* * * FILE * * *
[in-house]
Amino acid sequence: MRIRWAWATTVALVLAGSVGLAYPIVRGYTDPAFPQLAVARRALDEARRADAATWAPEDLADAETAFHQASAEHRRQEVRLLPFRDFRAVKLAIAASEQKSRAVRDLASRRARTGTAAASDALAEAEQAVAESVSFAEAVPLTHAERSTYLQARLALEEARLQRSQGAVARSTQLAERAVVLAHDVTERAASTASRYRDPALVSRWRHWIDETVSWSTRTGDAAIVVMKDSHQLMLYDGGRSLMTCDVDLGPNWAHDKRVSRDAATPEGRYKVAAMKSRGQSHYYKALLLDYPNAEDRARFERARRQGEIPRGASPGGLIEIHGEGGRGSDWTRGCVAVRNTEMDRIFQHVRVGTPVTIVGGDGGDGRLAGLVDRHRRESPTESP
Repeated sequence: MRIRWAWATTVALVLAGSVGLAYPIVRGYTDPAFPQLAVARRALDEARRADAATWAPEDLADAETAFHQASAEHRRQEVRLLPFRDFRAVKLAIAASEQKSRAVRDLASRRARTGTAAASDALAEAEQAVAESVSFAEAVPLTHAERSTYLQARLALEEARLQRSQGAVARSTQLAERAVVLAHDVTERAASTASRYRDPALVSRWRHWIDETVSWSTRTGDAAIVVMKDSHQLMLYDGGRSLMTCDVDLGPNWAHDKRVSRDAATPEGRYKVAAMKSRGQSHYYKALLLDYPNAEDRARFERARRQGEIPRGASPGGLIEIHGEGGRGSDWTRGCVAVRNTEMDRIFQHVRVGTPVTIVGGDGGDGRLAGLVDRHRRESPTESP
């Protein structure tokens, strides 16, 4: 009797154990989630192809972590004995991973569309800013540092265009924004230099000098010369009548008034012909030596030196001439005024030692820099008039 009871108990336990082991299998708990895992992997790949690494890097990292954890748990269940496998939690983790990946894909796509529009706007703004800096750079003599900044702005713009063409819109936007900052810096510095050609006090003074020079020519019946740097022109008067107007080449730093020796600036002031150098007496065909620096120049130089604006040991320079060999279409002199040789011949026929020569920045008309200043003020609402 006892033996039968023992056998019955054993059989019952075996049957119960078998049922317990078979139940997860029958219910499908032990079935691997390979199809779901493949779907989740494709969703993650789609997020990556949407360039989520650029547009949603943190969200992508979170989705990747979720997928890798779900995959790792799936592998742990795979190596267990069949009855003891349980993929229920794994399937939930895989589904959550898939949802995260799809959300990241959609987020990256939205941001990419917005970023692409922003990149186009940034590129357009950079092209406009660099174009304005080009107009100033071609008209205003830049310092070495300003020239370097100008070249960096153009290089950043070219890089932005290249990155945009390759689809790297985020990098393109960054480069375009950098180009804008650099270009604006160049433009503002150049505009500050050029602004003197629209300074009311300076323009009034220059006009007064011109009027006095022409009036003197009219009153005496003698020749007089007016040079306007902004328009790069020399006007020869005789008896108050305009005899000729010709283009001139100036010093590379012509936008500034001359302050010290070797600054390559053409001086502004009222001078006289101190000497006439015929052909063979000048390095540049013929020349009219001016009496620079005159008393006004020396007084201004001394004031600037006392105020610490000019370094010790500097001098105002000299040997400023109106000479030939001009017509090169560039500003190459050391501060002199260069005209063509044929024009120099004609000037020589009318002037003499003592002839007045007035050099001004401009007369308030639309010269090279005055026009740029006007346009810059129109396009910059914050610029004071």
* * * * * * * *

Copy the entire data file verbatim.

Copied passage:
[in-house]
Amino acid sequence: MRIRWAWATTVALVLAGSVGLAYPIVRGYTDPAFPQLAVARRALDEARRADAATWAPEDLADAETAFHQASAEHRRQEVRLLPFRDFRAVKLAIAASEQKSRAVRDLASRRARTGTAAASDALAEAEQAVAESVSFAEAVPLTHAERSTYLQARLALEEARLQRSQGAVARSTQLAERAVVLAHDVTERAASTASRYRDPALVSRWRHWIDETVSWSTRTGDAAIVVMKDSHQLMLYDGGRSLMTCDVDLGPNWAHDKRVSRDAATPEGRYKVAAMKSRGQSHYYKALLLDYPNAEDRARFERARRQGEIPRGASPGGLIEIHGEGGRGSDWTRGCVAVRNTEMDRIFQHVRVGTPVTIVGGDGGDGRLAGLVDRHRRESPTESP
Repeated sequence: MRIRWAWATTVALVLAGSVGLAYPIVRGYTDPAFPQLAVARRALDEARRADAATWAPEDLADAETAFHQASAEHRRQEVRLLPFRDFRAVKLAIAASEQKSRAVRDLASRRARTGTAAASDALAEAEQAVAESVSFAEAVPLTHAERSTYLQARLALEEARLQRSQGAVARSTQLAERAVVLAHDVTERAASTASRYRDPALVSRWRHWIDETVSWSTRTGDAAIVVMKDSHQLMLYDGGRSLMTCDVDLGPNWAHDKRVSRDAATPEGRYKVAAMKSRGQSHYYKALLLDYPNAEDRARFERARRQGEIPRGASPGGLIEIHGEGGRGSDWTRGCVAVRNTEMDRIFQHVRVGTPVTIVGGDGGDGRLAGLVDRHRRESPTESP
């Protein structure tokens, strides 16, 4: 009797154990989630192809972590004995991973569309800013540092265009924004230099000098010369009548008034012909030596030196001439005024030692820099008039 009871108990336990082991299998708990895992992997790949690494890097990292954890748990269940496998939690983790990946894909796509529009706007703004800096750079003599900044702005713009063409819109936007900052810096510095050609006090003074020079020519019946740097022109008067107007080449730093020796600036002031150098007496065909620096120049130089604006040991320079060999279409002199040789011949026929020569920045008309200043003020609402 006892033996039968023992056998019955054993059989019952075996049957119960078998049922317990078979139940997860029958219910499908032990079935691997390979199809779901493949779907989740494709969703993650789609997020990556949407360039989520650029547009949603943190969200992508979170989705990747979720997928890798779900995959790792799936592998742990795979190596267990069949009855003891349980993929229920794994399937939930895989589904959550898939949802995260799809959300990241959609987020990256939205941001990419917005970023692409922003990149186009940034590129357009950079092209406009660099174009304005080009107009100033071609008209205003830049310092070495300003020239370097100008070249960096153009290089950043070219890089932005290249990155945009390759689809790297985020990098393109960054480069375009950098180009804008650099270009604006160049433009503002150049505009500050050029602004003197629209300074009311300076323009009034220059006009007064011109009027006095022409009036003197009219009153005496003698020749007089007016040079306007902004328009790069020399006007020869005789008896108050305009005899000729010709283009001139100036010093590379012509936008500034001359302050010290070797600054390559053409001086502004009222001078006289101190000497006439015929052909063979000048390095540049013929020349009219001016009496620079005159008393006004020396007084201004001394004031600037006392105020610490000019370094010790500097001098105002000299040997400023109106000479030939001009017509090169560039500003190459050391501060002199260069005209063509044929024009120099004609000037020589009318002037003499003592002839007045007035050099001004401009007369308030639309010269090279005055026009740029006007346009810059129109396009910059914050610029004071």